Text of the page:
Restoration with a dental crown is usually done with 2 appointments. During the first appointment, the dentist will shape the tooth to ready it for the crown and then take an impression which will serve as a measurement for the crown. The dentist will then place a temporary crown which will allow the patient to manage that tooth during the 2 weeks that it could take for the dental laboratory to custom-make the crown as per the impression. The crown will then be cemented in place during the 2nd visit.
Step 1 – Numbing the tooth:
Anesthetizing tooth and gum is important to mask sensitivity and pain. If the crown restoration is post root canal then the tooth may not need anesthetizing, but the surrounding gums still will need to be numbed up.
Step 2 – Tooth shaping:
A dental crown cannot be made too thin to accommodate a thick tooth surface. So shaping the tooth that is to be restored is important to allow for a crown with minimum thickness of 2mm to be then placed on the tooth without making the tooth seem oversized. During the trimming process the dentist will also drill down the infected and unstable tooth bits and account for the lost thickness with a thicker crown if necessary.
The trimming shouldn’t be random or blocky in shape. The shaped tooth should have a tapered surface which will allow for a good crown-fit. A tooth that has an adequately thick tapered end going into the crown on top will get a nice fit. Sometimes, the dentist may have to taper down a lot of tooth bits and might have to make up some thickness with filling material – this is not ideal but sometimes necessary.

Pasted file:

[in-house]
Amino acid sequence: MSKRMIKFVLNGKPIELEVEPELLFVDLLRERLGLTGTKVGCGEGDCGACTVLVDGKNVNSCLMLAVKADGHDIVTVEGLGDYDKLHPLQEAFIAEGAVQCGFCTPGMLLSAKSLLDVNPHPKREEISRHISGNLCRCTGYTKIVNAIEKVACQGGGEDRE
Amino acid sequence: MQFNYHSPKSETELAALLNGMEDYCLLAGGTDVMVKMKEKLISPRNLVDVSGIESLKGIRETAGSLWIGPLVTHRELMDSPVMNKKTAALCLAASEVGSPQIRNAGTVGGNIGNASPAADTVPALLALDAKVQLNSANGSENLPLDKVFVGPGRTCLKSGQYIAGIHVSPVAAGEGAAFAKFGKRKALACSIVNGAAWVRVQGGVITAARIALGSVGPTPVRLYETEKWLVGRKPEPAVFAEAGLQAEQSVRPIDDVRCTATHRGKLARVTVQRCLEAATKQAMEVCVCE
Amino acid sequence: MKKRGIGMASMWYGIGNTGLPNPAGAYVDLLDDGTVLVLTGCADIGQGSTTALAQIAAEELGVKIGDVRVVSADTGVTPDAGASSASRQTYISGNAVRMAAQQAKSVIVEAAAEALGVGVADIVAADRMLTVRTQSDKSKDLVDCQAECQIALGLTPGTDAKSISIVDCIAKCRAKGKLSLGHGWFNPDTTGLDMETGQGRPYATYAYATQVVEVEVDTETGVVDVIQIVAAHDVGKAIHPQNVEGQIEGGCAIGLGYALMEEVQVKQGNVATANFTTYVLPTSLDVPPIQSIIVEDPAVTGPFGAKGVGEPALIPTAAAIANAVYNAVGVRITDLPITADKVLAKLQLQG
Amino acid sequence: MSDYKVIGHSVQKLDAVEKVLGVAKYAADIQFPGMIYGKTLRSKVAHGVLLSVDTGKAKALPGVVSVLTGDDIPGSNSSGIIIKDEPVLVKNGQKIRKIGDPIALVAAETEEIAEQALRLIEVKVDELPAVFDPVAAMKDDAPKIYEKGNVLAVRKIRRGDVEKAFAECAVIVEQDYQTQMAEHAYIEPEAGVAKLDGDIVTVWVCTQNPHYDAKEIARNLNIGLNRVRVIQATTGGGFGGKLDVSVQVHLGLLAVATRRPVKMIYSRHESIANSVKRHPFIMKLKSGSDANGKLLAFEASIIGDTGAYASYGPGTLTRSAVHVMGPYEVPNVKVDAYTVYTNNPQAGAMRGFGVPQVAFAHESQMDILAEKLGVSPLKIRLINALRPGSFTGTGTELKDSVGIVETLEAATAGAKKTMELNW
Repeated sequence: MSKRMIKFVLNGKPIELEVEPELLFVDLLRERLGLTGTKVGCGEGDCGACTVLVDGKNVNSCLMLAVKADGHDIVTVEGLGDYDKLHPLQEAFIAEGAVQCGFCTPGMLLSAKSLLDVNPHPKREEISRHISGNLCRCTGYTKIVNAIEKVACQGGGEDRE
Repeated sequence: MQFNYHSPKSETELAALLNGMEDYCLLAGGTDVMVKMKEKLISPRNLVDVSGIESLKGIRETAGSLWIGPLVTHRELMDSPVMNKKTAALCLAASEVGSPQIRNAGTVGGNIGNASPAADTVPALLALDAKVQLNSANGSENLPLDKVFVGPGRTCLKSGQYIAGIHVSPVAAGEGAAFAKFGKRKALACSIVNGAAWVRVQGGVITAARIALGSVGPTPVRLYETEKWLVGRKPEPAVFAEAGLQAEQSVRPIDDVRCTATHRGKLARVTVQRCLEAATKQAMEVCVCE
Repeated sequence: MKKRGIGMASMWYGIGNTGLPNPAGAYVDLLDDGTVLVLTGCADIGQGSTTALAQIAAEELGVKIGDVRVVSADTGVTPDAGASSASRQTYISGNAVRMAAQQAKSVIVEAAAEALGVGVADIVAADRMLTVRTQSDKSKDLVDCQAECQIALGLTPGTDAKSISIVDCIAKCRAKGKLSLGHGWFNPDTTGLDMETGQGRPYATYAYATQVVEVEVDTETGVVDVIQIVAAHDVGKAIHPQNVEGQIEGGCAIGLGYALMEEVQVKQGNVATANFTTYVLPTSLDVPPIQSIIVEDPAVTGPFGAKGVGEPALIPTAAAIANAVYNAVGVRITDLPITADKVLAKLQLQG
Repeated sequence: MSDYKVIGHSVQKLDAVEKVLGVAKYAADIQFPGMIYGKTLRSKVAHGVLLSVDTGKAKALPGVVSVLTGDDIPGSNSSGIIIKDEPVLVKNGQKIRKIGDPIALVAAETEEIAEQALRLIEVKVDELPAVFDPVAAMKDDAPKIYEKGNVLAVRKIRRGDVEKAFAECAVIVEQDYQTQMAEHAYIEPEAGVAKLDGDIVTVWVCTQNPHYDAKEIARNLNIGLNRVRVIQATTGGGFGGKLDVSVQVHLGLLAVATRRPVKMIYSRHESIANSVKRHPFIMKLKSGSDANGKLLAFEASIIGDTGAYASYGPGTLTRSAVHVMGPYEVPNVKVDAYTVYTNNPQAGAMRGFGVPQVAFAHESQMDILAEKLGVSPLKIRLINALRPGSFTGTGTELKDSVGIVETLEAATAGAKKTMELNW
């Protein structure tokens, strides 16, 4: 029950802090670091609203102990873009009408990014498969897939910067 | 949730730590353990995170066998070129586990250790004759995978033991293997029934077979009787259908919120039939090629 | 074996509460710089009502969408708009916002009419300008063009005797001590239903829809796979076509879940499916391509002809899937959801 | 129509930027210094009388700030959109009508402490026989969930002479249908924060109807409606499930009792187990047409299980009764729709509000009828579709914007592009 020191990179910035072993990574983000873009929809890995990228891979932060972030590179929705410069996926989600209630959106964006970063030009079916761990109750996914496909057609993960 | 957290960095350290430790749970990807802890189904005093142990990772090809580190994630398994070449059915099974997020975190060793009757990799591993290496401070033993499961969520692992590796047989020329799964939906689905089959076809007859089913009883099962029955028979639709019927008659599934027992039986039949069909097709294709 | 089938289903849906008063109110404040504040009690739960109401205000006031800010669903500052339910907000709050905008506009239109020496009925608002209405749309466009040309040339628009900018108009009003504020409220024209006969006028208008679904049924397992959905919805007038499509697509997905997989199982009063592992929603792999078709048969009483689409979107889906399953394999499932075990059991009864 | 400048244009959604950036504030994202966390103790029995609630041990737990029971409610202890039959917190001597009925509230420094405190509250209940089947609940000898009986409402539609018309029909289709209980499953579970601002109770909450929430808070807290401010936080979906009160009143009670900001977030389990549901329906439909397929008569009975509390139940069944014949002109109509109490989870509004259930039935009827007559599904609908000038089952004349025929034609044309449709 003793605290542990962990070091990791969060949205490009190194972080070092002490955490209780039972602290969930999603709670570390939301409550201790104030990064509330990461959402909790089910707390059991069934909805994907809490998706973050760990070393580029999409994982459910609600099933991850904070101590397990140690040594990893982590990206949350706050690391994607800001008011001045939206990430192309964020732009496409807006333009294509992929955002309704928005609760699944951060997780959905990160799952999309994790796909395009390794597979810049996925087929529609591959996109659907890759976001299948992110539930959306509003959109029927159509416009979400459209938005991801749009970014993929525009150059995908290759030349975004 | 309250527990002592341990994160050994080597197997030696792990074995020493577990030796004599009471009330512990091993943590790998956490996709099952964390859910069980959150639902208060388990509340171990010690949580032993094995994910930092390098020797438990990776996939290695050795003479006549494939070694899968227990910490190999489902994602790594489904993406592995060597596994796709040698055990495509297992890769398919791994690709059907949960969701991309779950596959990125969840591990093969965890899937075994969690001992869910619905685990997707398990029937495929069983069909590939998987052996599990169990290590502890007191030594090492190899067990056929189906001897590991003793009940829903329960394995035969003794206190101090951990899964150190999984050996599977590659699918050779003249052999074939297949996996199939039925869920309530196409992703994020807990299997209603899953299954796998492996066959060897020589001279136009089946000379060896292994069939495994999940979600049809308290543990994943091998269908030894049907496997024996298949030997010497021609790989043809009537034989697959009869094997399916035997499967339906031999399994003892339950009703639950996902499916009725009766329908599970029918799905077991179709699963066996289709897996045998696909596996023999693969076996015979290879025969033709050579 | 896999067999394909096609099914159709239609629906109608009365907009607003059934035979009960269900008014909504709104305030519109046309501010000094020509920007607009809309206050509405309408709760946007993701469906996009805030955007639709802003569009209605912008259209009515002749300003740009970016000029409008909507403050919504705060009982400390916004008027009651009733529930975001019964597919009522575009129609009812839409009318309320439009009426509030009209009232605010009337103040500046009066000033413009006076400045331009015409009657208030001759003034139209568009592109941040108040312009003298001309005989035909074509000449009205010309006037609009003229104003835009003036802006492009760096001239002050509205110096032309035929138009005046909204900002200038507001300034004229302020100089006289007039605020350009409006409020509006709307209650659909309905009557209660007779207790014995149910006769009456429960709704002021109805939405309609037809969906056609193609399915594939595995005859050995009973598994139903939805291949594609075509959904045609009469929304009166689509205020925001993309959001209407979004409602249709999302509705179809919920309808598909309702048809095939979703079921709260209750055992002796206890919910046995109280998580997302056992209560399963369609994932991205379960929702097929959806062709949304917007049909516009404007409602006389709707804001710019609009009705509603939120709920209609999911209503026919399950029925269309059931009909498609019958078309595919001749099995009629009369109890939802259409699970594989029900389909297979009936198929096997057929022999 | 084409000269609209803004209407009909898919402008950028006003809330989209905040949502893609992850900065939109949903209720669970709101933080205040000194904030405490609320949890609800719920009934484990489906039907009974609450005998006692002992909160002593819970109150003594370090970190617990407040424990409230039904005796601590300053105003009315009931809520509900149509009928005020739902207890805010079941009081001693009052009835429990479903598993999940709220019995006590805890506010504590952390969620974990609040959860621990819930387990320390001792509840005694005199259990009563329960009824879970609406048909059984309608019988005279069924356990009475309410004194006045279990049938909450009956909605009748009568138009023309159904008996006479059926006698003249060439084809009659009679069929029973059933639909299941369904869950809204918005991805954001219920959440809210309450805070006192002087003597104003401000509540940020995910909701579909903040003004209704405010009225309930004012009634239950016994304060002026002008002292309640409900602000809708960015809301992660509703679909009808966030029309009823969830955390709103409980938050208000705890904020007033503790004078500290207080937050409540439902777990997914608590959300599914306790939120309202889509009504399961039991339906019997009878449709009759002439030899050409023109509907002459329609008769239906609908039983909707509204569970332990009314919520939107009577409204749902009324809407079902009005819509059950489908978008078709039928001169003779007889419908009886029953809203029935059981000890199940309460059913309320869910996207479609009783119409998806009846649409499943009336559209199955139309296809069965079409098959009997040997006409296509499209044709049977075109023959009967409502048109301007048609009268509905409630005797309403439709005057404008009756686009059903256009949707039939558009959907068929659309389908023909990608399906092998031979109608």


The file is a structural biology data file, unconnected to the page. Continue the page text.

Step 3 – Tooth Impression:
Tooth impression is then taken using a paste like material. From this a plaster cast is made at the dental laboratory which would serve as an accurate measurement of the shaped tooth. Using this as a measurement, the crown is fabricated. Alternatively, a CAD/CAM machine may also be used to take optical imagery of the tooth and then use that as a reference to drill down a crown from a block of ceramic. This method can only be used to fabricate an all-ceramic crown. The impression-phase is important as this is what will determine the crown size that is accurate enough to fit well – A well measured and fabricated dental crown should neither be too thin which could leave spaces between the neighboring teeth thus causing possible long-term structural instabilities, nor should it be too thick so as to jut out.
Step 4 – Temporary crown:
The crown fabrication might take around 2 weeks and during this time the dentist will choose to fit you with a temporary crown made of metal or plastic and cemented with temporary cement which will facilitate reasonable strength but also easy removal when the permanent crown becomes available.